There's a chance that we look back at the Jeremiah Attaochu signing as one of John Lynch's savviest moves during his early tenure as the San Francisco 49ers general manager. There are a few reasons for that suggestion.
For starters, Attaochu is a pass rusher – a position of need and scarcity across the NFL. There's a reason why elite edge players never reach free agency. DeMarcus Lawrence and Ezekiel Ansah were the latest two examples of pass rushers to get hit with the franchise tag instead of hitting the open market.
That's why Attaochu was a shrewd acquisition if for no other reason than he offers promising potential where the 49ers are in need of an impact player.
"My mindset is to come out and be that guy that John Lynch (envisioned)," Attaochu said recently on the 49ers Studios Podcast. "I want to motivate my teammates and play hard with my teammates and bring everything I have to the table."
Attaochu's path to the NFL is unique. He moved from Nigeria to Washington D.C. back in 2001 at eight years old. He later attended Georgia Tech before being selected by the Chargers in the second-round of the 2014 NFL Draft. He started immediately and even tallied six sacks in 2015. A broken foot during the 2016 season marked the beginning of the end for Attaochu with the Chargers. By the time he made it back to full strength, he was buried on the depth chart by Joey Bosa and Melvin Ingram.
He entered free agency with minimal fanfare. Attaochu signing with the 49ers barely made a blip on the radar until Daniel Jeremiah suggested that the pass rusher still has some untapped potential.
"(I'm) an explosive and relentless pass rusher," Attaochu shared in his scouting report of himself. "That's always been my M.O. It's what brought me (to the NFL)."
Now Attaochu is looking like a potential X-factor for the 49ers in 2018. If the offseason program is any indication of the defense's current depth chart, then Attaochu is slated as the team's top pass rusher. He'll have the consistent opportunity to harass the opposing quarterback. That opportunity is what drew Attaochu to San Francisco.
DeForest Buckner would be the biggest benefactor of any emergence from Attaochu. Buckner, who led the NFL with 19 quarterback hits in 2017, was rarely aided by a supplemental pass rush from the edge. Attaochu and the rest of the 49ers defensive line is fully aware of the meager expectations placed on them. Many fans and pundits around the country still see pass rush as a glaring hole on the roster. Attaochu is far more bullish on his group's outlook for 2018.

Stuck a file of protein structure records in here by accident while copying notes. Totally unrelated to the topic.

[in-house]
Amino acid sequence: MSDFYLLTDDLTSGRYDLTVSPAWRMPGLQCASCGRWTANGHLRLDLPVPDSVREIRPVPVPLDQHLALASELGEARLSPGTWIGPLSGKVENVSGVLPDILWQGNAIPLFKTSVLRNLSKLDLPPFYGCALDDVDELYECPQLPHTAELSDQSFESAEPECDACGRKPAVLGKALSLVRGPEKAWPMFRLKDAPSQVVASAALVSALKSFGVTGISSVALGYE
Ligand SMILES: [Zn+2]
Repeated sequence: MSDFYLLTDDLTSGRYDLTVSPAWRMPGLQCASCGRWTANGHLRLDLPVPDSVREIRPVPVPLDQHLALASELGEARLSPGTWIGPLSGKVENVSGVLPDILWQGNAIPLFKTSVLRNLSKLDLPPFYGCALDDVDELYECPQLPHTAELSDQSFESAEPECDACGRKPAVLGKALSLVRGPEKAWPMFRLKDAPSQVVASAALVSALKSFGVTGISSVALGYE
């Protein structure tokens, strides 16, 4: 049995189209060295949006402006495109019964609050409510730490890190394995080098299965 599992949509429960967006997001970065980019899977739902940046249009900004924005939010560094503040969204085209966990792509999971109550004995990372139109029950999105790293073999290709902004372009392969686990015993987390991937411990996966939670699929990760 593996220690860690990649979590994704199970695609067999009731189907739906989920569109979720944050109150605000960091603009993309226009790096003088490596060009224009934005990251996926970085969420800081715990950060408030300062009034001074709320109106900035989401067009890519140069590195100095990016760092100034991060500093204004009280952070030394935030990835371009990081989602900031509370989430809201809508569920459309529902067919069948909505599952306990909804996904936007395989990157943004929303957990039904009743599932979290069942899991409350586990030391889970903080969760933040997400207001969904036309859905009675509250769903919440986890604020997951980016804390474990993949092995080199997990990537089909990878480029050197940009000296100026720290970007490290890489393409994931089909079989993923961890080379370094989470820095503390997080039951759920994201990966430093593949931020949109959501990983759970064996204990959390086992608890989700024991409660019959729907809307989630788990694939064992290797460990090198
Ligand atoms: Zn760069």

"We have the potential to go out there and get the job done," Attaochu said. "There's no doubt in my mind. When I step on the field, I know that I've got what it takes to get it done, and I know my teammates have what it takes to get it done."
Attaochu's focus this offseason is on developing a variety of pass-rush moves. Much like a pitcher in baseball, you've got to have more than a fastball. San Francisco added pass rush specialist Chris Kiffin to the coaching staff this offseason for just that purpose. With Kiffin's assistance, Attaochu said the highlight of his offseason program was refining his "double swipe move."
The fifth-year pro called his time in San Francisco "better than expected" thus far. Attaochu sees the vision laid out by Lynch and Kyle Shanahan and is eager to be a part of their plan. He bet on himself in free agency by signing a one-year deal with the 49ers in the hopes of proving that he's capable of being a bona fide NFL pass rusher. Attaochu hopes that a successful campaign this season will help him land a long-term deal in San Francisco next offseason. He knows this is where he wants to be.
But there's no sense in putting the cart in front of the horse. There's still much work to be done if Attaochu and the rest of the 49ers defensive line are to improve the 26th-ranked pass rush from a season ago.
"We are all hungry," Attaochu said. "We know we have the talent to get it done. The rest is up to us."